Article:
The two lash out at any living being that comes within their domain. Those who do not freeze in terror at the sight of Romero find themselves split further, as Lizibet attempts to possess those most capable of harming her lover. They’ve amassed a small fortune in stolen treasures by now, which they believe will finance the bright future that they don’t seem to realize they can no longer attain.
Lizibet is a 5th level rogue as well as a ghost with the Malevolence and Corrupting Touch abilities. Romero uses the statistics for a mummy.
2) The Singers
Speaking of dangers to travelers, should you find yourself along the coast of Dementlieu, for the love of Ezra, plug your ears! The first strains of singing you hear may likely be your last.
A tiny, lush island off the coast of Dementlieu, too small to even have a name, is the home for a woman who lures travelers to their deaths, although stories vary as to her identity. Some give her wings and clawed feet, and call her Cymone, citing the rocky island as her nest. Others claim she dwells in the tidal pools and drinks the blood of travelers, and name her Cold Brigitte. Aslaug de la Plage, the keeper of the lighthouse, dismisses these stories as superstitious nonsense.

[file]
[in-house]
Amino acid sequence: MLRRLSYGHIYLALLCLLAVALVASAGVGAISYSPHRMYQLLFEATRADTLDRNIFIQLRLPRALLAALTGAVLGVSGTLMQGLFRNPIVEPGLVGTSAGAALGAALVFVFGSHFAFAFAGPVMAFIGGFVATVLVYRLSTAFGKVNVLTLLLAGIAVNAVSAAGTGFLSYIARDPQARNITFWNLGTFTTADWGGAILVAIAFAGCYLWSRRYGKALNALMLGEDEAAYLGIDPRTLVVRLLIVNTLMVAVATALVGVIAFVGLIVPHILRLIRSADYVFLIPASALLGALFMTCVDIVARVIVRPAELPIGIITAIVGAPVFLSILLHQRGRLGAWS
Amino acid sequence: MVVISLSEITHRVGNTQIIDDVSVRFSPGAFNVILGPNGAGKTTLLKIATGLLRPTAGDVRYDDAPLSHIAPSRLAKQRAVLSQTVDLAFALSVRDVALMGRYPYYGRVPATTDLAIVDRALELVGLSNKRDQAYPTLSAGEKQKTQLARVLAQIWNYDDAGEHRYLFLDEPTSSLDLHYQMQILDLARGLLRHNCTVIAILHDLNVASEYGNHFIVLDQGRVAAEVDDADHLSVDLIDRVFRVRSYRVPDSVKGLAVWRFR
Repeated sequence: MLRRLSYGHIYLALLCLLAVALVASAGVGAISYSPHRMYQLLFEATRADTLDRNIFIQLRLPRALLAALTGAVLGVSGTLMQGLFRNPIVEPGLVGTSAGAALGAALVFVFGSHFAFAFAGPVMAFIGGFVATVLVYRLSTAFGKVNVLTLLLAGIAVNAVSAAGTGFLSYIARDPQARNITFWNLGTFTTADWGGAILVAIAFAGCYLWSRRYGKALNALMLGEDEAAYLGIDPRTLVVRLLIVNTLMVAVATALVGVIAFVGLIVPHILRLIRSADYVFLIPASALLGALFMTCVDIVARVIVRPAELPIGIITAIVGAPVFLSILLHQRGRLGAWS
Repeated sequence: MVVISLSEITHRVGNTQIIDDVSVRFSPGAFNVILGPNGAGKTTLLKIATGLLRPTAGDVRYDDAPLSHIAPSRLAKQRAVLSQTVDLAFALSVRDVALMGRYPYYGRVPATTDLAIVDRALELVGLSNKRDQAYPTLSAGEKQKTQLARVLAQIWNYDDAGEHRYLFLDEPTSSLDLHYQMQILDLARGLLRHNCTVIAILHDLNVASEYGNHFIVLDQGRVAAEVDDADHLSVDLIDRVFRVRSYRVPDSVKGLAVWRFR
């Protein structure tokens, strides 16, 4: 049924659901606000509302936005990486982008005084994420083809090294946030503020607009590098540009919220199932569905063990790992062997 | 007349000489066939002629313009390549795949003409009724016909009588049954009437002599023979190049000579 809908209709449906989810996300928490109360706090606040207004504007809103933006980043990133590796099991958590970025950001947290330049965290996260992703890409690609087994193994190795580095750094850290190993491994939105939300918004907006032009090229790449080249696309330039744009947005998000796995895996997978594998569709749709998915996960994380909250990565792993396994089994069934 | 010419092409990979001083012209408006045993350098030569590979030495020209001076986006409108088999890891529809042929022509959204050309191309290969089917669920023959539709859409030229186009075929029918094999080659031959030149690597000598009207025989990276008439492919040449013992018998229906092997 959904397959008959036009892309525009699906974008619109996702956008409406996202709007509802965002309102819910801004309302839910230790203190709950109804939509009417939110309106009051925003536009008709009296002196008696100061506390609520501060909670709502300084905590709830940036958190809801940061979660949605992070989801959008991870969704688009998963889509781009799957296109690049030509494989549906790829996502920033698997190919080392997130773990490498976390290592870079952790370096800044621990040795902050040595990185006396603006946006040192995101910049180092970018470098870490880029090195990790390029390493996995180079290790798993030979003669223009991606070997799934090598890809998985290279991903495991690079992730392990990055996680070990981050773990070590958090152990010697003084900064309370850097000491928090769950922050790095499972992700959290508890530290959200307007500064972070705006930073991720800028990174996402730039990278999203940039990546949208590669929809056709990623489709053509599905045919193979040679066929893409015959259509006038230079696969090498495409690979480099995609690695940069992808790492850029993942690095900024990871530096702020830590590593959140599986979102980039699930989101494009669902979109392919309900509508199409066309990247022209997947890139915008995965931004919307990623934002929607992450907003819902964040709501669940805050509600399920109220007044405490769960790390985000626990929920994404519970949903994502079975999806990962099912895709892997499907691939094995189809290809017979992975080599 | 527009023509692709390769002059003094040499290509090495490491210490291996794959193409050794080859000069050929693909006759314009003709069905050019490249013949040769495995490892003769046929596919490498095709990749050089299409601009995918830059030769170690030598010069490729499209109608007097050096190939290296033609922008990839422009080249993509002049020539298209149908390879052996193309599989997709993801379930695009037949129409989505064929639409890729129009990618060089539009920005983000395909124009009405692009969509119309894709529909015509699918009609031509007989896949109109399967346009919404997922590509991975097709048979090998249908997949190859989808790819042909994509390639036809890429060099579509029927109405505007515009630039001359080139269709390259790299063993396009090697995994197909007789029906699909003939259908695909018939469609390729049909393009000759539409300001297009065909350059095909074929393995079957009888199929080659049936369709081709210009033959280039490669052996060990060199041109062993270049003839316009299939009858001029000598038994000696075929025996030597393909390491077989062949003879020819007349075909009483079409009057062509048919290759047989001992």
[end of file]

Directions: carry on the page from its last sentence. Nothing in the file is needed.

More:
In reality, there is not one monster, but three: Cymone is a harpy, Cold Brigitte is a watery fae known as a glaistig, and even the lighthouse keeper who protects their secret, Aslaug, is herself a sirine. The three are not merely compatriots, but lovers, but those who think to join them are in for a rude surprise, as the lovers feast on their prey: Aslaug devours their minds, Cold Brigitte drains their lifeblood, and Cymone gorges on their bodies.
The overlapping effect of not one but three songs of enchantment is usually enough to incapacitate entire groups of heroes. Should that fail to work, Cymone can always take to the air while Aslaug and Brigitte retreat to the safety of deeper waters (potentially luring an enchanted captive or two to their own drownings as well). It would take a dedicated group of adventurers indeed to dispatch this wicked love triangle!
Sirine statistics can be found in the Monster Manual II. Glaistig statistics can be found in the Monster Manual III.
3) The Artists